There was also some discussion on the propensity of instructors to try a new teaching and learning technique only to abandon them as soon as they receive negative feedback from students. Maryellen suggests that trying something new is never an unmitigated disaster. Some strategies work better for some students and instructors than others. It is important for us to remember that we as instructors are not experiencing the new technique from the point of learning - it is the students. Thus it is important for instructors to seek mid-course feedback from students and then to consider the number of students giving similar comments. We shouldn't toss out a new teaching strategy based on only one or two negative comments. Implementing a new teaching and learning technique requires student feedback but also critical reflection on that feedback by instructors to determine what teaching strategies will work and how they might be improved.
The issue of providing extra credit to students was raised. Maryellen cited a survey from the 1980s that suggested that most faculty were not in favour of giving students extra credit for example in the case of compensating for a less than desired mark on an exam or assignment. Maryellen suggested that this could be used as a learning incentive if instructors permitted the possibility of extra credit only if students achieve a certain level on an assignment or exam. I am not sure how I feel about that. In her book Learner-Centered Teaching Maryellen gives the example she used in one of her courses in which students could do as much or as little of the work that was available to be completed in the course. To earn a particular grade required that students earn a certain number of marks but that there were a number of different ways to do this - few assignments for which students earn a very high percentage mark or many more assignments/quizzes for which a lower percent mark is earned. It is a controversial way of approaching the awarding of student completed work but well worth considering if only to shake up your own thinking about marking and assigning grades.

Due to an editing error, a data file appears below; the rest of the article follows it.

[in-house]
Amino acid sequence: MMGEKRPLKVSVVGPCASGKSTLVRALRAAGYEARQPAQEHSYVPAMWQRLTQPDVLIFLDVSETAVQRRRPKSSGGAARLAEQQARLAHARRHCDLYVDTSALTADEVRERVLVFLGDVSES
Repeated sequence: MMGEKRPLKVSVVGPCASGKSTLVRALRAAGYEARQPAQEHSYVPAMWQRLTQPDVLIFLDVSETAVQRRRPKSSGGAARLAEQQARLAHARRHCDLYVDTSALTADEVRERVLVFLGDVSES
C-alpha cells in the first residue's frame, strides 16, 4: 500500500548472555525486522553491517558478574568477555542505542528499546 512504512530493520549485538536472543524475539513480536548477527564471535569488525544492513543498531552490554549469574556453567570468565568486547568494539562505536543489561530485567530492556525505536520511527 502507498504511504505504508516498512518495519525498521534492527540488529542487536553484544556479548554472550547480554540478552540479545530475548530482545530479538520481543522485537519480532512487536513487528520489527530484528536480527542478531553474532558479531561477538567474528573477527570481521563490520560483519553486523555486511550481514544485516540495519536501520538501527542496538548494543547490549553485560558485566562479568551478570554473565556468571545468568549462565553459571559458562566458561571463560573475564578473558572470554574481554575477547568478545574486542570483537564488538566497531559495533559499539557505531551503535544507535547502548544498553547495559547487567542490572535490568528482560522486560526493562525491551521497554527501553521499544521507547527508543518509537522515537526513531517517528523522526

Maryellen's last piece of advice was to not change everything at once. Rather, she advises instructors to make incremental change. This is the same advice I received from my friend Mark Lewis many many years ago when I first started my university teaching career. He advised to choose one aspect of a course to change and then do only that. To do any more only hastens our burnout as teachers. In addition, when implementing an innovation in our teaching we must be careful to field test it first before inflicting it on our students. We can manage less than desired results in our classes if it is only one innovation that needs attention. But if we have a number of new innovations that we are juggling at the same time.... we shouldn't be surprised when we drop more than one ball.